Two Years Later


This last February 5th marked the 2-year anniversary of the accident that resulted in the death of Sara and Miranda Cole.  Within a short while following that accident, I started this website and  chronicled the accident in my inaugural post.

It’s now a little over two years since that day, and as I sit here at my keyboard to write something profound and moving (a testament to my own arrogance), I realize that every time I start to type, my fingers stop and I feel stupid.  I feel compelled to say something, but nothing I can think of seems to be of any real significance.  Earlier today I sent some messages back and forth with Chad, and even then I felt like a bit of an imbecile.  After all, my wife and children are still here with me, sitting not 20 feet away from me in the living room on a rainy Sunday afternoon while I sit at my computer feeling resolutely ignorant.  How do I even begin to relate to an old friend who lost his wife and child in an instant?  Even calling Chad an “old friend” seems disingenuous, since the truth is that while we were in college, we were more like “casual acquaintances in good standing” than we were proper friends.  Then we didn’t cross paths for nearly two decades until the dawn of the Facebook age, and my re-acquaintance with Chad was jump started by the loss of his wife and child.  It seems to me that in order to call someone a “friend”, you actually need to be a friend first, and what kind of friend doesn’t bother coming around until there’s a death in the family?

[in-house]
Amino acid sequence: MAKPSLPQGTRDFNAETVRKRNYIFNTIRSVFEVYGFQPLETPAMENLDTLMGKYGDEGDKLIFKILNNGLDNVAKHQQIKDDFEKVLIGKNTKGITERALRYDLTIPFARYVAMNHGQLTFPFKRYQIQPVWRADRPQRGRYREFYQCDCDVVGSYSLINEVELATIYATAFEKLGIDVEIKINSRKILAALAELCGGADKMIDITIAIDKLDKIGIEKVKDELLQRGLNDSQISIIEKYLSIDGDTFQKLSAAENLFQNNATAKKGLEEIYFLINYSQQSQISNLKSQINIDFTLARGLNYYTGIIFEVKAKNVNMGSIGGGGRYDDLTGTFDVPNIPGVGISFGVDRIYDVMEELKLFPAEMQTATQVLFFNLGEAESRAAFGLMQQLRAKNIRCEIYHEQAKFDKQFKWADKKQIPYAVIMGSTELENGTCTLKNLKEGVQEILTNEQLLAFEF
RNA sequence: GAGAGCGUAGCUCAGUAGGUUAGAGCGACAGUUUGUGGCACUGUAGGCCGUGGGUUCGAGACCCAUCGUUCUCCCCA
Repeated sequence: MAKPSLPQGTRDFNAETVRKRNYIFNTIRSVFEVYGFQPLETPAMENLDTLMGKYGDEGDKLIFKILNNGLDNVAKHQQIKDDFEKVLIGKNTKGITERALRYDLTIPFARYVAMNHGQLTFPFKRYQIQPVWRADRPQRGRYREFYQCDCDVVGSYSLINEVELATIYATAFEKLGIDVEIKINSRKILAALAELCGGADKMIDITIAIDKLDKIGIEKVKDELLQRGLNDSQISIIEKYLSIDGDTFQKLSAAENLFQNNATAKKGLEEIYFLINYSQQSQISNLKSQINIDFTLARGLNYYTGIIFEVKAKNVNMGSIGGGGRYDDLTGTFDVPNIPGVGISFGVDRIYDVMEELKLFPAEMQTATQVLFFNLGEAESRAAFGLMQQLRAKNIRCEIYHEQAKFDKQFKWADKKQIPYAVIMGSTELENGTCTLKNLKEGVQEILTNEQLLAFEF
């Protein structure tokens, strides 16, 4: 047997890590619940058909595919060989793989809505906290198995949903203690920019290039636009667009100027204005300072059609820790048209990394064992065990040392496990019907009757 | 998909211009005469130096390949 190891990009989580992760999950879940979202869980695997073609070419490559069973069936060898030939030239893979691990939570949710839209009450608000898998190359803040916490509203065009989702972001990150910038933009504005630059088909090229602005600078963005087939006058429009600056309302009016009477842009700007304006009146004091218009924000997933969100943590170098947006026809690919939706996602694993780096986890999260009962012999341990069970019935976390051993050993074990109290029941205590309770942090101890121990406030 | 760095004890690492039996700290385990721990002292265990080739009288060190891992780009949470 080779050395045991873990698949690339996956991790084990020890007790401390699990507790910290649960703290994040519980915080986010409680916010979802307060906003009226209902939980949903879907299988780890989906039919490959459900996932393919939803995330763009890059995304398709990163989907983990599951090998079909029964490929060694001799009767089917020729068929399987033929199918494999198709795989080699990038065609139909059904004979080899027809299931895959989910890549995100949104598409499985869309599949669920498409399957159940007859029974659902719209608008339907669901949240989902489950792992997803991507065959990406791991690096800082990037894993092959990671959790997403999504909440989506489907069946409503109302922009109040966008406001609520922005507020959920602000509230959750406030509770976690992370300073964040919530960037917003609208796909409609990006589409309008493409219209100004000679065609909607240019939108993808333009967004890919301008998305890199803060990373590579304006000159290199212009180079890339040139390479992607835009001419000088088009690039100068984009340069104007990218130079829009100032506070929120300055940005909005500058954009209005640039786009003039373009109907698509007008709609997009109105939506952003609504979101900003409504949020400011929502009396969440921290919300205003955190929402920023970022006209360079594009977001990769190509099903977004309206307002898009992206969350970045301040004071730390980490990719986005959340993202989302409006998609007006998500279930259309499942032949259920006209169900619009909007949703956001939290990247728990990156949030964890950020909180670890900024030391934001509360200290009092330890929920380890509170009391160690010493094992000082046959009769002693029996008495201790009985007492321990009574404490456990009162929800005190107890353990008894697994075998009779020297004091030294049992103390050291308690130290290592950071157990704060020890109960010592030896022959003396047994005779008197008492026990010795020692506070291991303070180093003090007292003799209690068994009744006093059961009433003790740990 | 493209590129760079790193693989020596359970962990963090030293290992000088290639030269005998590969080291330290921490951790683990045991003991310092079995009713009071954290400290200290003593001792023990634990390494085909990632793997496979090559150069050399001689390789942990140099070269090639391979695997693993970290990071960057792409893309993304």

Yet here I am, sitting at a keyboard with a compulsive need to share my feeble thoughts.  That makes me either someone who can be personally moved by humanity, or a self-indulgent egotist who tries to make everything about him.  My hope is that it’s the former, my fear is that it’s the latter.


Time Is Fleeting

Chad, Sara, and Miranda Cole haven’t strayed far from my thoughts for the last two years.  More than any other single notion, I’m reminded of a phrase which I’ve learned came from Henry Wadsworth Longfellow in his poem “A Song of Life”:

Art is long, and Time is fleeting,
And our hearts, though stout and brave,
Still, like muffled drums, are beating
Funeral marches to the grave.